Mastery: The Power and the Glory


The sources of this great novel may be considered under two headings, ‘Mexican material’ and ‘accounts of saints’.

MEXICAN MATERIAL. The Lawless Roads, the account of Greene’s journey through Mexico in spring 1938, describes the general situation and the regions which were to be depicted in The Power and the Glory.

One model for the whisky-priest was evidently Father Miguel Pro Juárez, a 35-year-old Jesuit who had landed at Veracruz in July 1926. Shortly afterwards, President Calles closed the churches and made the administering of the sacraments a criminal offence. Pro continued to give communion clandestinely, travelling around to elude the police. Eventually he was caught and was executed by firing squad on 23 November 1927. By the time Greene arrived in Mexico, the worst of the persecution of Catholics was over; under President Lázaro Cárdenas the Church was again tolerated in most regions. In the state of Tabasco, however, churches were destroyed by the local dictator, Garrido Canabal. Here priests had been hunted down and shot. The cathedral at Villahermosa had been demolished; its site was now a cement playground with metal swings ‘like gallows’: this playground features in the novel (on p. 26 of the 1940 edition).

Another model for the whisky-priest was a priest in Chiapas, who was so drunk at a boy’s christening that he baptized him with a girl’s name, Brigitta. In The Power and the Glory, Brigitta is the name of the hero’s illegitimate child; and the episode of the mis-naming is cited on p. 30.

In the state of Tabasco, all alcoholic drink except beer was banned; this rule of near-prohibition adds to the hero’s anguish. Greene met an ailing dentist at Frontera who was too poor to return to his homeland; the devaluation of the peso had reduced his savings. Evidently, he was a model for Mr Tench. The author’s encounter with a loathsome mestizo who had two prominent yellow fangs generated the novel’s Judas-figure. Near Palenque, Greene met a courteously hospitable brother and sister, both Lutherans: models for the Lehrs.

Greene experienced fully the discomfort of long journeys on a mule, the oppressiveness of the heat and the insects, the squalor of rural lodgings. He registered the hopelessness of impoverished people denied religious consolation. ‘Even if it were all untrue and there were no God, surely life was happier with the enormous supernatural promise’, he reflected. At times, like the whisky-priest, he felt he was a pariah. Though he was often disgusted by the oppression and squalor that he witnessed, at least there, he claimed, one could feel closer to religious realities than would be possible in the USA.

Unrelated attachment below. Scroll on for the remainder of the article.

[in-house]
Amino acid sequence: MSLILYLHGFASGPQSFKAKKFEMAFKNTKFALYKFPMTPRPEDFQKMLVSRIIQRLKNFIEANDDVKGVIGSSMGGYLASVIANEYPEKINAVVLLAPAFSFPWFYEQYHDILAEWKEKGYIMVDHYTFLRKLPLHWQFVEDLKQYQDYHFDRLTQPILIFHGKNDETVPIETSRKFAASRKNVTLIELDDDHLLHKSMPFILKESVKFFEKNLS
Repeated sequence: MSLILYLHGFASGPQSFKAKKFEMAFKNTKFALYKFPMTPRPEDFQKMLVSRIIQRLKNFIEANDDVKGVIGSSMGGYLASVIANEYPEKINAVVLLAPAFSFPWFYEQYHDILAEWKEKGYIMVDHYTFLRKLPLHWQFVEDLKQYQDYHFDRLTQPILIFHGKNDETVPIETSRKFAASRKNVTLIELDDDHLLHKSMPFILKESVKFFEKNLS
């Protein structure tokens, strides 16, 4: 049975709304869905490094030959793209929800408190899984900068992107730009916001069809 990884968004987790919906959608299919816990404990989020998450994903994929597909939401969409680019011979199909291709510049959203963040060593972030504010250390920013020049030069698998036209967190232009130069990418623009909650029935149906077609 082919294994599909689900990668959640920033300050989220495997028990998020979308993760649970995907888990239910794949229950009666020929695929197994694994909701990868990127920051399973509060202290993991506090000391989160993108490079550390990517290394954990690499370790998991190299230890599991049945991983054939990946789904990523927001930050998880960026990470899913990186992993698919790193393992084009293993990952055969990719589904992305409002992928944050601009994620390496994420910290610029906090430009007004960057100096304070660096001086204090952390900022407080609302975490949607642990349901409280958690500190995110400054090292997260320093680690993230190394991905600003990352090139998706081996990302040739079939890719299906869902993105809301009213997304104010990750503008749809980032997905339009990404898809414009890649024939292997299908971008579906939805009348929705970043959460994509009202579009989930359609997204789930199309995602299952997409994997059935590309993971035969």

ACCOUNTS OF SAINTS. There is another kind of source-material that lies behind The Power and the Glory: literary or cinematic works dealing with martyrdom and sainthood. Joan of Arc was canonised in 1920, Sir Thomas More in 1935. Greene reviewed with disgust a German film, Joan of Arc (Das Mädchen Johanna, 1935), which seemed to him to be Nazi propaganda glorifying the treacherous Charles VII and belittling the martyr. On the other hand, he admired T. S. Eliot’s work and praised Murder in the Cathedral, which had been successfully performed at Canterbury in 1935 and was later filmed: this verse-drama depicted Archbishop Thomas Becket’s defiance of secular authority. St Thomas’s martyrdom had previously been dramatised by Tennyson and would later be treated by Anouilh. Another renowned modern work about the making of a saint was Shaw’s Saint Joan, 1923. (In the mid-1950s, Greene would write the film-script for Otto Preminger’s film based on Shaw’s play. This was released in 1957. Another acclaimed drama of martyrdom, Robert Bolt’s A Man for All Seasons, about Sir Thomas More, would be staged in 1960 and subsequently filmed.)